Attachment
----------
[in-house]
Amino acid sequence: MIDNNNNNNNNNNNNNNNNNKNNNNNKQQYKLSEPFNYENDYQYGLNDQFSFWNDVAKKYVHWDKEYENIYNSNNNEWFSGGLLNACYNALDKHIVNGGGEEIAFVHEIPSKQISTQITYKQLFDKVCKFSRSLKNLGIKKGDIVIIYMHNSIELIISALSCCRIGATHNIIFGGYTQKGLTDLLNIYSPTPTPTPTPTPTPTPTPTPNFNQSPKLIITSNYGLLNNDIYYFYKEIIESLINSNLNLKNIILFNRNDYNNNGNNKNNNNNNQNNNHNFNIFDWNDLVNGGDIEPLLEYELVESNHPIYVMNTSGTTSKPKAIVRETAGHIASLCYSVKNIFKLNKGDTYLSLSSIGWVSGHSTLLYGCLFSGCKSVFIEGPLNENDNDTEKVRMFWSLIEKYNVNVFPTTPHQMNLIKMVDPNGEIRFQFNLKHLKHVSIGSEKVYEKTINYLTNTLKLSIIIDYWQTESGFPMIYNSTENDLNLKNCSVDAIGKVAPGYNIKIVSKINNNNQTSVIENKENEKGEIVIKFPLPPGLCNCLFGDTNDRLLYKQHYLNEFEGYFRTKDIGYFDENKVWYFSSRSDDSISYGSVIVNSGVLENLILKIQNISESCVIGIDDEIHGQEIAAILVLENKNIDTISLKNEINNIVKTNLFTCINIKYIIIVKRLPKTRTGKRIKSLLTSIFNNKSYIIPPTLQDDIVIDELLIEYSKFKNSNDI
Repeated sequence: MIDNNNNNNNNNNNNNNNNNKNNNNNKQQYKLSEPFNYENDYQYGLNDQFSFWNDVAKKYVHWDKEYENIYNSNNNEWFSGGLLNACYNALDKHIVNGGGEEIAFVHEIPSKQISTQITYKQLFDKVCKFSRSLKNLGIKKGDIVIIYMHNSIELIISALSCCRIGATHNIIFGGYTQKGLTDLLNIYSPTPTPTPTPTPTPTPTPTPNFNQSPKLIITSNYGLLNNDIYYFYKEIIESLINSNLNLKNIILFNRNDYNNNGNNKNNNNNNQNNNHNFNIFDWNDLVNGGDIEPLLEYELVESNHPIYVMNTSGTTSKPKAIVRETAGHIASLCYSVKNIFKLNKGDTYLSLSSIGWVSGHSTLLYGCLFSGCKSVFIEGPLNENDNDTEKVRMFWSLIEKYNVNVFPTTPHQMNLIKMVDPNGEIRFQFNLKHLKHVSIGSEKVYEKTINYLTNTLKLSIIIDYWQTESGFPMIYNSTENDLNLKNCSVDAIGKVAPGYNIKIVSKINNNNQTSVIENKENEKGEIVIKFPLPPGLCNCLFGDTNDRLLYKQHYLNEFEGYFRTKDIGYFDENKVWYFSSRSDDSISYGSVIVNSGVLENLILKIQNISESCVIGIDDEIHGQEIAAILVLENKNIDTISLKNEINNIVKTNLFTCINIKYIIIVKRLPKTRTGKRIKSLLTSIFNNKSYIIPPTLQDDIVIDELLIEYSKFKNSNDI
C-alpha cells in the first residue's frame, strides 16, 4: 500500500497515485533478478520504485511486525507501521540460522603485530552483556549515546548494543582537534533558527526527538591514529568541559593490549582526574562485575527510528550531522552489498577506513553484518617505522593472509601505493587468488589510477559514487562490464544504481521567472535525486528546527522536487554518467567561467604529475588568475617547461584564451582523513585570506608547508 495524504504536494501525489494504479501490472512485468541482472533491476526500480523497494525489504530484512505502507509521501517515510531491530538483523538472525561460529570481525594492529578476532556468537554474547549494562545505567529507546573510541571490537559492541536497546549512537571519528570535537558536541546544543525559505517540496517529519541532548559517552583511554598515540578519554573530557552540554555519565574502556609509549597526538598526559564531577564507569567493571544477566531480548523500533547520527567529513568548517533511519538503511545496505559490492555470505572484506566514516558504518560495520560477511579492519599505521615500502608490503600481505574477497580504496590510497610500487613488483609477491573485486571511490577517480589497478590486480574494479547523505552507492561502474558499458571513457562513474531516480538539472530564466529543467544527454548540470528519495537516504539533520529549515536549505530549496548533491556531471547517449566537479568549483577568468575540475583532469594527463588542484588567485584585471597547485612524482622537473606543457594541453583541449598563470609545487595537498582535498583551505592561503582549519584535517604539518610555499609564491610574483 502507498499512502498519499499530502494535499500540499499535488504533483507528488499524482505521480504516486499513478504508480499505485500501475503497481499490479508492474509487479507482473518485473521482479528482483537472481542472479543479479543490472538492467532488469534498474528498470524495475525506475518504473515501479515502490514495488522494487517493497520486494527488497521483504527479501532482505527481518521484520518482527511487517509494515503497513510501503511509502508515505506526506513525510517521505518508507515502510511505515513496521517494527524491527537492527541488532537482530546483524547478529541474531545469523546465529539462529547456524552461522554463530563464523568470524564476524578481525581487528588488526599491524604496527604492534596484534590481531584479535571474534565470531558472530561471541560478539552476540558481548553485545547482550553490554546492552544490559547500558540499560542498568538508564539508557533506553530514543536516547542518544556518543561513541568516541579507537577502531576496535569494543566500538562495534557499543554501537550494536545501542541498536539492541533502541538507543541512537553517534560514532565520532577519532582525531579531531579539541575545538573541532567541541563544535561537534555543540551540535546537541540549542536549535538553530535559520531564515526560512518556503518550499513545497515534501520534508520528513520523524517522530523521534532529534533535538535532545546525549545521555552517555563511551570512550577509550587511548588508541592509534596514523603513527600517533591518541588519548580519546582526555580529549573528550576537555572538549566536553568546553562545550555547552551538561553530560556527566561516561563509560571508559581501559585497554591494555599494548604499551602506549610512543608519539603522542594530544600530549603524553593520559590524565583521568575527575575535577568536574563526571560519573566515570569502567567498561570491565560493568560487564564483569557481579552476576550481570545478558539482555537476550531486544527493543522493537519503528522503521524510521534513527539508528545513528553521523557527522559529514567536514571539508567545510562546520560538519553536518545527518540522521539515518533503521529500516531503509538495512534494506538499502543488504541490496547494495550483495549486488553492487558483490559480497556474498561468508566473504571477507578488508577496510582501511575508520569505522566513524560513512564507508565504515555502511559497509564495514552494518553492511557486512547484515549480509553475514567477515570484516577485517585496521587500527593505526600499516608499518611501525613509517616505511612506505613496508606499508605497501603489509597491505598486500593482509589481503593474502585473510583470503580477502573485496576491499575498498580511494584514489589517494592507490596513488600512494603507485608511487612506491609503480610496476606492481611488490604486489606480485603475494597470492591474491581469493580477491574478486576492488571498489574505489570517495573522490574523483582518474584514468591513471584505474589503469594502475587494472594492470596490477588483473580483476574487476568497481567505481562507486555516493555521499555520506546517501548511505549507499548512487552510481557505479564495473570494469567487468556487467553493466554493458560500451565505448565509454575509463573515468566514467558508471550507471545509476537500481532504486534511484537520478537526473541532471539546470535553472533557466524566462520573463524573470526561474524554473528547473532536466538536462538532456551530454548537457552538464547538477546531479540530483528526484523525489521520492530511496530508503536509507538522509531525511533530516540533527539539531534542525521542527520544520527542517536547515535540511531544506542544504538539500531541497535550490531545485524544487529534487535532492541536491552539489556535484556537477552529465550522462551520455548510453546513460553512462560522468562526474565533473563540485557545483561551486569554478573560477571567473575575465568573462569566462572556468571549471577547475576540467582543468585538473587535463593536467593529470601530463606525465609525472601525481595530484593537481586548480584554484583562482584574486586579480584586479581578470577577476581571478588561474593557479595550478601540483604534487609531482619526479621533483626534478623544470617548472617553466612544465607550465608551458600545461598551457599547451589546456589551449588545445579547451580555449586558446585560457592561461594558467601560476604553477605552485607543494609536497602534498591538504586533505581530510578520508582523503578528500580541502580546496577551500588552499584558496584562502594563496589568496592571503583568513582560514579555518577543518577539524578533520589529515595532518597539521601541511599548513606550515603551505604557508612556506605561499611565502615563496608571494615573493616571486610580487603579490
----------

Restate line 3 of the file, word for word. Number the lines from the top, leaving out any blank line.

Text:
Repeated sequence: MIDNNNNNNNNNNNNNNNNNKNNNNNKQQYKLSEPFNYENDYQYGLNDQFSFWNDVAKKYVHWDKEYENIYNSNNNEWFSGGLLNACYNALDKHIVNGGGEEIAFVHEIPSKQISTQITYKQLFDKVCKFSRSLKNLGIKKGDIVIIYMHNSIELIISALSCCRIGATHNIIFGGYTQKGLTDLLNIYSPTPTPTPTPTPTPTPTPTPNFNQSPKLIITSNYGLLNNDIYYFYKEIIESLINSNLNLKNIILFNRNDYNNNGNNKNNNNNNQNNNHNFNIFDWNDLVNGGDIEPLLEYELVESNHPIYVMNTSGTTSKPKAIVRETAGHIASLCYSVKNIFKLNKGDTYLSLSSIGWVSGHSTLLYGCLFSGCKSVFIEGPLNENDNDTEKVRMFWSLIEKYNVNVFPTTPHQMNLIKMVDPNGEIRFQFNLKHLKHVSIGSEKVYEKTINYLTNTLKLSIIIDYWQTESGFPMIYNSTENDLNLKNCSVDAIGKVAPGYNIKIVSKINNNNQTSVIENKENEKGEIVIKFPLPPGLCNCLFGDTNDRLLYKQHYLNEFEGYFRTKDIGYFDENKVWYFSSRSDDSISYGSVIVNSGVLENLILKIQNISESCVIGIDDEIHGQEIAAILVLENKNIDTISLKNEINNIVKTNLFTCINIKYIIIVKRLPKTRTGKRIKSLLTSIFNNKSYIIPPTLQDDIVIDELLIEYSKFKNSNDI